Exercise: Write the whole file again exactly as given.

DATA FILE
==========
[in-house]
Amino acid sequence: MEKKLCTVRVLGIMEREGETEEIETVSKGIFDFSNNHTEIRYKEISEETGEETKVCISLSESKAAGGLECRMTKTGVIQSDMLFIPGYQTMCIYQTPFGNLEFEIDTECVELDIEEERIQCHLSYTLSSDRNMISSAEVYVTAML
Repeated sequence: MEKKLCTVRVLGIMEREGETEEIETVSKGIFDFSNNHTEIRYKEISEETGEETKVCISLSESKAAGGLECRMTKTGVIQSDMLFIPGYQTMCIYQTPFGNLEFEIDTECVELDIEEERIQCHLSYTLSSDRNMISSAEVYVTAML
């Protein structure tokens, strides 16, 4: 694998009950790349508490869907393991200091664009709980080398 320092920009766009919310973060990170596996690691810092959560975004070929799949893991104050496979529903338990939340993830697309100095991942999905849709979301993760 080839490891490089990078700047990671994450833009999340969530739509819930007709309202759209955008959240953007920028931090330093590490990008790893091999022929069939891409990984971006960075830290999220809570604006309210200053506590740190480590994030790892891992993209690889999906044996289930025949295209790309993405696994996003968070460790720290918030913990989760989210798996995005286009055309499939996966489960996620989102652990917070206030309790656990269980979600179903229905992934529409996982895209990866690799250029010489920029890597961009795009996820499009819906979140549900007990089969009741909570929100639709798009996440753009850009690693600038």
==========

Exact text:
[in-house]
Amino acid sequence: MEKKLCTVRVLGIMEREGETEEIETVSKGIFDFSNNHTEIRYKEISEETGEETKVCISLSESKAAGGLECRMTKTGVIQSDMLFIPGYQTMCIYQTPFGNLEFEIDTECVELDIEEERIQCHLSYTLSSDRNMISSAEVYVTAML
Repeated sequence: MEKKLCTVRVLGIMEREGETEEIETVSKGIFDFSNNHTEIRYKEISEETGEETKVCISLSESKAAGGLECRMTKTGVIQSDMLFIPGYQTMCIYQTPFGNLEFEIDTECVELDIEEERIQCHLSYTLSSDRNMISSAEVYVTAML
């Protein structure tokens, strides 16, 4: 694998009950790349508490869907393991200091664009709980080398 320092920009766009919310973060990170596996690691810092959560975004070929799949893991104050496979529903338990939340993830697309100095991942999905849709979301993760 080839490891490089990078700047990671994450833009999340969530739509819930007709309202759209955008959240953007920028931090330093590490990008790893091999022929069939891409990984971006960075830290999220809570604006309210200053506590740190480590994030790892891992993209690889999906044996289930025949295209790309993405696994996003968070460790720290918030913990989760989210798996995005286009055309499939996966489960996620989102652990917070206030309790656990269980979600179903229905992934529409996982895209990866690799250029010489920029890597961009795009996820499009819906979140549900007990089969009741909570929100639709798009996440753009850009690693600038």